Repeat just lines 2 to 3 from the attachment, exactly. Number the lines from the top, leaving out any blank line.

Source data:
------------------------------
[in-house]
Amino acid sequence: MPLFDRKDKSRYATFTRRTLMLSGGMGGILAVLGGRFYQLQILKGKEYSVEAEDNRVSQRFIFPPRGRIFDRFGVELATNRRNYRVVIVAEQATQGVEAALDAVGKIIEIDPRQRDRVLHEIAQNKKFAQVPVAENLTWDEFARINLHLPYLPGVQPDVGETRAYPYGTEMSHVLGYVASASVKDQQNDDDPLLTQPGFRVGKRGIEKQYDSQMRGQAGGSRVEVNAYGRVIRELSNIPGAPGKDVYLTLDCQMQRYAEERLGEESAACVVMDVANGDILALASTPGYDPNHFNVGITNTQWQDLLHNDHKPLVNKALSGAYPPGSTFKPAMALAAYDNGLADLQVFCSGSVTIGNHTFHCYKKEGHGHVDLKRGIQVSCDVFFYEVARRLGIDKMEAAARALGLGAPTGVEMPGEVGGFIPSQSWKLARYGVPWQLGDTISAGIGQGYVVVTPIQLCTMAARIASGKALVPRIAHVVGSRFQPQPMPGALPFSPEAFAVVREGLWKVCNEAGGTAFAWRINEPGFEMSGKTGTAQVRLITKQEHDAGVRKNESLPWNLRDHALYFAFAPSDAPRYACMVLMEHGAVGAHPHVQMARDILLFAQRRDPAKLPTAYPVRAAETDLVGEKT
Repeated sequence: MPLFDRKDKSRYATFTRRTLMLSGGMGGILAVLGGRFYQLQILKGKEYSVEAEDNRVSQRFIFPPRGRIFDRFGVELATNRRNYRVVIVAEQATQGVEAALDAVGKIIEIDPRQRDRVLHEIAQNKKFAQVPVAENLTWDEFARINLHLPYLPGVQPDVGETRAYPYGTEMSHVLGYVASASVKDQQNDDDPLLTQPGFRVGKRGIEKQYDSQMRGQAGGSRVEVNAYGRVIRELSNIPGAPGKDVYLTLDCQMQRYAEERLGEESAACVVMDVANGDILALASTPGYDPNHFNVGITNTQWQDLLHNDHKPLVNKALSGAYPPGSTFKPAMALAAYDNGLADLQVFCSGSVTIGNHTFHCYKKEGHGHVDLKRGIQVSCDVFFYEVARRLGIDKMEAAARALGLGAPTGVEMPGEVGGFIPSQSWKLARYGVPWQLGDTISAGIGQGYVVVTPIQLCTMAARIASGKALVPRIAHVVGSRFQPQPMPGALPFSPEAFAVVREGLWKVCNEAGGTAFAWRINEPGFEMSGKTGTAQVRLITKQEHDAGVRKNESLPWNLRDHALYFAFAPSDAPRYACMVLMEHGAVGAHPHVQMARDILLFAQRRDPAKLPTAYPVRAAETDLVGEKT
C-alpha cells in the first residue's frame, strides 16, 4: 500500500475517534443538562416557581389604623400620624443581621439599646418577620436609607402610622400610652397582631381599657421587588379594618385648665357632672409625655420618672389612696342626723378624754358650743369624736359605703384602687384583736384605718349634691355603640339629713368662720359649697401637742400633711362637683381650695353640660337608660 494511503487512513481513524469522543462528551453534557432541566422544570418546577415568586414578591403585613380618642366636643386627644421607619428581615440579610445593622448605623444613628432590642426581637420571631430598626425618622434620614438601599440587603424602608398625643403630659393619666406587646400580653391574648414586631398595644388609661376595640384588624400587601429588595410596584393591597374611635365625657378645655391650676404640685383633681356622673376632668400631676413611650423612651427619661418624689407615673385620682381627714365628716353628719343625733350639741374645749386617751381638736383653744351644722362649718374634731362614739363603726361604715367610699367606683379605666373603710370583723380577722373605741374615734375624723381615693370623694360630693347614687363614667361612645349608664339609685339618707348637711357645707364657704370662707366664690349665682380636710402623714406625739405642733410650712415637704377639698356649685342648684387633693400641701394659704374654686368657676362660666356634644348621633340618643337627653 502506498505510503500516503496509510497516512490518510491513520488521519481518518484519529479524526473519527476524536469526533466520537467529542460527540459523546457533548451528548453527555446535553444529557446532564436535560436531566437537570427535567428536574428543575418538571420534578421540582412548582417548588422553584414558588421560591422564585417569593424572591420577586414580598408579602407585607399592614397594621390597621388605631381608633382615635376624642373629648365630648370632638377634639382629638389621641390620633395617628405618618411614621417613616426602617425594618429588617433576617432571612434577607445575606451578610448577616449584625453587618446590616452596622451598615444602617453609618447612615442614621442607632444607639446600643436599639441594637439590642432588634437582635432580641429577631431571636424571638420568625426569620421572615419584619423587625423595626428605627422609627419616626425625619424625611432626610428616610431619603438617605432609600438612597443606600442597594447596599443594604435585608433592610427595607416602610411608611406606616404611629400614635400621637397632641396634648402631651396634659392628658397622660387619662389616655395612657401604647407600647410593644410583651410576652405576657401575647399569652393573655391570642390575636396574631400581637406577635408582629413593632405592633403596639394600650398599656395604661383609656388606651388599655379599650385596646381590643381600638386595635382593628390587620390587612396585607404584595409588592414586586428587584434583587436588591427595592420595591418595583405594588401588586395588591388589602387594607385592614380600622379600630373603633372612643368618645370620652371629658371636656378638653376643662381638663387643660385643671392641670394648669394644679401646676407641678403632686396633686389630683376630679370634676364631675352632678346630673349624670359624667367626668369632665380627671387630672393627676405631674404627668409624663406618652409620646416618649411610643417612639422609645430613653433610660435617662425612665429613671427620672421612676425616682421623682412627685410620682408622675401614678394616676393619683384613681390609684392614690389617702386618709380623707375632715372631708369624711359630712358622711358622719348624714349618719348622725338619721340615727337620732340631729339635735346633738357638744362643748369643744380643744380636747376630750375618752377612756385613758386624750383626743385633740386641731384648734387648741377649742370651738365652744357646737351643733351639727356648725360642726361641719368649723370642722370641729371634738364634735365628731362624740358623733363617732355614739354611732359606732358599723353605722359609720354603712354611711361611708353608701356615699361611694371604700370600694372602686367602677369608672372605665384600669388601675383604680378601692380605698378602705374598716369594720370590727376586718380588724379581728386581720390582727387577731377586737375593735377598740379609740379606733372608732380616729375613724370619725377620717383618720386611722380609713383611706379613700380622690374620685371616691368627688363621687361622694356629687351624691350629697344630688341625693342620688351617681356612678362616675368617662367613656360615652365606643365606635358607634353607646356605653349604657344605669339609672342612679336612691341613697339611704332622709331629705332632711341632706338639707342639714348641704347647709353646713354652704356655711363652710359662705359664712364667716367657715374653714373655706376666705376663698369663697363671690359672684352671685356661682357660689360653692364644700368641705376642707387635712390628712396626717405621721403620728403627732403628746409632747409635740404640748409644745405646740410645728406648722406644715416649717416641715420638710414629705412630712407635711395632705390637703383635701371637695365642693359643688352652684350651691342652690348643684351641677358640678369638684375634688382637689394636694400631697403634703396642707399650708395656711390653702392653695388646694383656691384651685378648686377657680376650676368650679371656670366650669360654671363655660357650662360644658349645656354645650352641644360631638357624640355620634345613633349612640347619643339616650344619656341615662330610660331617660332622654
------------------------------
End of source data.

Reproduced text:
Amino acid sequence: MPLFDRKDKSRYATFTRRTLMLSGGMGGILAVLGGRFYQLQILKGKEYSVEAEDNRVSQRFIFPPRGRIFDRFGVELATNRRNYRVVIVAEQATQGVEAALDAVGKIIEIDPRQRDRVLHEIAQNKKFAQVPVAENLTWDEFARINLHLPYLPGVQPDVGETRAYPYGTEMSHVLGYVASASVKDQQNDDDPLLTQPGFRVGKRGIEKQYDSQMRGQAGGSRVEVNAYGRVIRELSNIPGAPGKDVYLTLDCQMQRYAEERLGEESAACVVMDVANGDILALASTPGYDPNHFNVGITNTQWQDLLHNDHKPLVNKALSGAYPPGSTFKPAMALAAYDNGLADLQVFCSGSVTIGNHTFHCYKKEGHGHVDLKRGIQVSCDVFFYEVARRLGIDKMEAAARALGLGAPTGVEMPGEVGGFIPSQSWKLARYGVPWQLGDTISAGIGQGYVVVTPIQLCTMAARIASGKALVPRIAHVVGSRFQPQPMPGALPFSPEAFAVVREGLWKVCNEAGGTAFAWRINEPGFEMSGKTGTAQVRLITKQEHDAGVRKNESLPWNLRDHALYFAFAPSDAPRYACMVLMEHGAVGAHPHVQMARDILLFAQRRDPAKLPTAYPVRAAETDLVGEKT
Repeated sequence: MPLFDRKDKSRYATFTRRTLMLSGGMGGILAVLGGRFYQLQILKGKEYSVEAEDNRVSQRFIFPPRGRIFDRFGVELATNRRNYRVVIVAEQATQGVEAALDAVGKIIEIDPRQRDRVLHEIAQNKKFAQVPVAENLTWDEFARINLHLPYLPGVQPDVGETRAYPYGTEMSHVLGYVASASVKDQQNDDDPLLTQPGFRVGKRGIEKQYDSQMRGQAGGSRVEVNAYGRVIRELSNIPGAPGKDVYLTLDCQMQRYAEERLGEESAACVVMDVANGDILALASTPGYDPNHFNVGITNTQWQDLLHNDHKPLVNKALSGAYPPGSTFKPAMALAAYDNGLADLQVFCSGSVTIGNHTFHCYKKEGHGHVDLKRGIQVSCDVFFYEVARRLGIDKMEAAARALGLGAPTGVEMPGEVGGFIPSQSWKLARYGVPWQLGDTISAGIGQGYVVVTPIQLCTMAARIASGKALVPRIAHVVGSRFQPQPMPGALPFSPEAFAVVREGLWKVCNEAGGTAFAWRINEPGFEMSGKTGTAQVRLITKQEHDAGVRKNESLPWNLRDHALYFAFAPSDAPRYACMVLMEHGAVGAHPHVQMARDILLFAQRRDPAKLPTAYPVRAAETDLVGEKT